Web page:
Two-thirds of Africans depend mainly on agriculture for their food security, incomes and livelihoods, yet lack secure rights to their land. They farm small plots with minimal resources, and their farm productivity is far below what is possible.
But to grow more food and develop their farms as viable businesses, farmers need secure rights to their land and critical natural resources. Secure rights provide incentives for long-term investments in the sustainable use of natural resources, such as planting trees or terracing hillsides. They enable farmers to access bank loans and finance needed farm improvements.
As demand for land in Africa increases, smallholder farmers must have the power to resist efforts by local elites and foreign investors to take their land, or, at a minimum, to be fairly compensated if the government acquires their land for a legitimate public purpose. Documenting land rights can make them more secure.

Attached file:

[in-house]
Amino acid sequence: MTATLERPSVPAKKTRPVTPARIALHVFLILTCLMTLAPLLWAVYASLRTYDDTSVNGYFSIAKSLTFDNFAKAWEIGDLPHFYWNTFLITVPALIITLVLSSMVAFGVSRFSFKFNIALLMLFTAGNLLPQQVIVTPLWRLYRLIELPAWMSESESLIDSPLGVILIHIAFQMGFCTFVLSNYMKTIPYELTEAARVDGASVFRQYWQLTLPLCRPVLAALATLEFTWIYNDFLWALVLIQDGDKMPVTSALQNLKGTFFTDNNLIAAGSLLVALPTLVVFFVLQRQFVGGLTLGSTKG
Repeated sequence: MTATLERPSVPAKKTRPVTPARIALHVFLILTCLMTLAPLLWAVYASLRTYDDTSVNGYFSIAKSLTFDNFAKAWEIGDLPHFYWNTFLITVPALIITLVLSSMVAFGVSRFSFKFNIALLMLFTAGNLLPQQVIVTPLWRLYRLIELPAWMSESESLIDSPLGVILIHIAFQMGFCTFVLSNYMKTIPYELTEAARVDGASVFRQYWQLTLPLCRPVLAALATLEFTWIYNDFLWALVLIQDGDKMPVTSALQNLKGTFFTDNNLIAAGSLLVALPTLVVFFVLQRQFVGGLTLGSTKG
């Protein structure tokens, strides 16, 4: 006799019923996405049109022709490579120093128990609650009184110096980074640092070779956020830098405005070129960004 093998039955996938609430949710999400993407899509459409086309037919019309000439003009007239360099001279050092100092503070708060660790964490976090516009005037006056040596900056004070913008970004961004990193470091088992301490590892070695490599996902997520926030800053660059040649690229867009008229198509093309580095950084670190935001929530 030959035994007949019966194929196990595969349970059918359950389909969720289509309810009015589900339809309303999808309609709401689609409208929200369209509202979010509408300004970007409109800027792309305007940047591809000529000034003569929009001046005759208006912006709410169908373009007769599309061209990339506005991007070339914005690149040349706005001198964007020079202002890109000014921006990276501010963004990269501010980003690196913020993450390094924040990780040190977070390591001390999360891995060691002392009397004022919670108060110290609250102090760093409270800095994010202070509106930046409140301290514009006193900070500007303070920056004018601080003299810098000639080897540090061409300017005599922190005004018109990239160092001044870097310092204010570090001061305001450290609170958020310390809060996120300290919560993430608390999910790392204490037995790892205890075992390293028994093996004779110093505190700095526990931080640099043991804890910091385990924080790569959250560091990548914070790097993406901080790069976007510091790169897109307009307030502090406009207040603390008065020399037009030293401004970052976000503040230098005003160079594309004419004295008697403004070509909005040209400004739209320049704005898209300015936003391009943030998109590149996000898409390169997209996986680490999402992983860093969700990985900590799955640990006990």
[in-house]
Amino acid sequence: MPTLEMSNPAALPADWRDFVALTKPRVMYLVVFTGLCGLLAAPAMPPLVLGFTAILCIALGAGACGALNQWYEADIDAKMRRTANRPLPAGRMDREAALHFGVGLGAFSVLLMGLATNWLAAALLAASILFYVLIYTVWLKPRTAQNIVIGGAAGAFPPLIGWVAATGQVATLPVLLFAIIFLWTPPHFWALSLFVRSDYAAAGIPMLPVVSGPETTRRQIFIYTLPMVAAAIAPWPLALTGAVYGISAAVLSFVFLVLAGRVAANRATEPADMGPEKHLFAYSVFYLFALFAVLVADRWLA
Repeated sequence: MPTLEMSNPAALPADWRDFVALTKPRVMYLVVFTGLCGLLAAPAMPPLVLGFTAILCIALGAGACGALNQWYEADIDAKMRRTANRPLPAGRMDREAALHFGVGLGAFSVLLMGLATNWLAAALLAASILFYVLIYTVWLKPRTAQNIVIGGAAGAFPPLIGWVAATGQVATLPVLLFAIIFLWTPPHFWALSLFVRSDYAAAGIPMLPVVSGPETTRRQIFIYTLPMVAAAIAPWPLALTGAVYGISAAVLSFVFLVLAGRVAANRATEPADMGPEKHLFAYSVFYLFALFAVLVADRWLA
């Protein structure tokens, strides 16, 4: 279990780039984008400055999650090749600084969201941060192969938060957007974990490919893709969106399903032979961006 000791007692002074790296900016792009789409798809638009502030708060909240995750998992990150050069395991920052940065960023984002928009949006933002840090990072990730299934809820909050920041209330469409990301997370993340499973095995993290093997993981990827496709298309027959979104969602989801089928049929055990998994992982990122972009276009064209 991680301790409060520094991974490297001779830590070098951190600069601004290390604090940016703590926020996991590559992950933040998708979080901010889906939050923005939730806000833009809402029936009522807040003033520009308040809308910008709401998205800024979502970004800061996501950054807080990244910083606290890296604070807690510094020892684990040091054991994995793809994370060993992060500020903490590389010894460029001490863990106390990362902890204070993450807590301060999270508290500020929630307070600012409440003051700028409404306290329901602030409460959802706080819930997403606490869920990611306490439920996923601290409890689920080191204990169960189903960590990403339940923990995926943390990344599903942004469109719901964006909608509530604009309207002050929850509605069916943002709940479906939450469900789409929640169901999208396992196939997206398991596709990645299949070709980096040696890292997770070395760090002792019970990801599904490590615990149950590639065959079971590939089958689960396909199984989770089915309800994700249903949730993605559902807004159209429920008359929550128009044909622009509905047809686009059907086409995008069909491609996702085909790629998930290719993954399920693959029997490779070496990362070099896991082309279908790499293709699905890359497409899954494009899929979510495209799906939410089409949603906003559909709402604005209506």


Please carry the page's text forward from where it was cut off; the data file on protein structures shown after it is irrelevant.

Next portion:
Ultimately, secure land and natural resource rights translate into increased food-security, income, opportunity and respect for small-holder farmers.
Food Security and Land Rights
Addressing the challenge of food insecurity and undernutrition is a primary focus of governments and the international community. However, programs and policies intended to improve food security often overlook the importance of secure land and natural resource rights to achieving that goal.
Click here for a page of resources that provide an introduction to food security issues, describe the linkages between land rights, agricultural productivity and food security, provide data-based evidence of these links, and explain why improving women’s tenure security can have a disproportionately positive impact on household food security.